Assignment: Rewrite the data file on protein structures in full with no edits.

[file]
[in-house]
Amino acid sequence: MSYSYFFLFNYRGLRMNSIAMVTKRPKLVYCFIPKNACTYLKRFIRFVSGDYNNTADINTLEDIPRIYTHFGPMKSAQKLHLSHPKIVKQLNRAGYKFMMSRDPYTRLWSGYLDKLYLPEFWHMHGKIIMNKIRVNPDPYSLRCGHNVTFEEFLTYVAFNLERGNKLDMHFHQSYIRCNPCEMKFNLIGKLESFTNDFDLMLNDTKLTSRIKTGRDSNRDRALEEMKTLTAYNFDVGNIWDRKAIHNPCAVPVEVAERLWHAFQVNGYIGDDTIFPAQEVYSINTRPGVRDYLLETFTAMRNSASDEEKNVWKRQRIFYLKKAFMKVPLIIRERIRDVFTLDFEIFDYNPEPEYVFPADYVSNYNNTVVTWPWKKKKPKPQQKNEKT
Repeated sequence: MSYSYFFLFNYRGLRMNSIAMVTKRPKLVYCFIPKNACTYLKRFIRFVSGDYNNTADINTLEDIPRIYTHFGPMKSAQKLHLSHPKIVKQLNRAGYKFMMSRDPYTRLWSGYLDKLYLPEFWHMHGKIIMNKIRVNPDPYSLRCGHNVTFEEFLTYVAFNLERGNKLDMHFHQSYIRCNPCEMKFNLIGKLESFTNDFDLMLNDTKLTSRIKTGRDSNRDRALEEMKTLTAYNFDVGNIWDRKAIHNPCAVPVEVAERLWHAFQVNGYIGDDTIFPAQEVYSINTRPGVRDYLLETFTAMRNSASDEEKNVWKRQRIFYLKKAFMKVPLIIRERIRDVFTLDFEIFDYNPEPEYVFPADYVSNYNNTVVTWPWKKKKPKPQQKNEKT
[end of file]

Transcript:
[in-house]
Amino acid sequence: MSYSYFFLFNYRGLRMNSIAMVTKRPKLVYCFIPKNACTYLKRFIRFVSGDYNNTADINTLEDIPRIYTHFGPMKSAQKLHLSHPKIVKQLNRAGYKFMMSRDPYTRLWSGYLDKLYLPEFWHMHGKIIMNKIRVNPDPYSLRCGHNVTFEEFLTYVAFNLERGNKLDMHFHQSYIRCNPCEMKFNLIGKLESFTNDFDLMLNDTKLTSRIKTGRDSNRDRALEEMKTLTAYNFDVGNIWDRKAIHNPCAVPVEVAERLWHAFQVNGYIGDDTIFPAQEVYSINTRPGVRDYLLETFTAMRNSASDEEKNVWKRQRIFYLKKAFMKVPLIIRERIRDVFTLDFEIFDYNPEPEYVFPADYVSNYNNTVVTWPWKKKKPKPQQKNEKT
Repeated sequence: MSYSYFFLFNYRGLRMNSIAMVTKRPKLVYCFIPKNACTYLKRFIRFVSGDYNNTADINTLEDIPRIYTHFGPMKSAQKLHLSHPKIVKQLNRAGYKFMMSRDPYTRLWSGYLDKLYLPEFWHMHGKIIMNKIRVNPDPYSLRCGHNVTFEEFLTYVAFNLERGNKLDMHFHQSYIRCNPCEMKFNLIGKLESFTNDFDLMLNDTKLTSRIKTGRDSNRDRALEEMKTLTAYNFDVGNIWDRKAIHNPCAVPVEVAERLWHAFQVNGYIGDDTIFPAQEVYSINTRPGVRDYLLETFTAMRNSASDEEKNVWKRQRIFYLKKAFMKVPLIIRERIRDVFTLDFEIFDYNPEPEYVFPADYVSNYNNTVVTWPWKKKKPKPQQKNEKT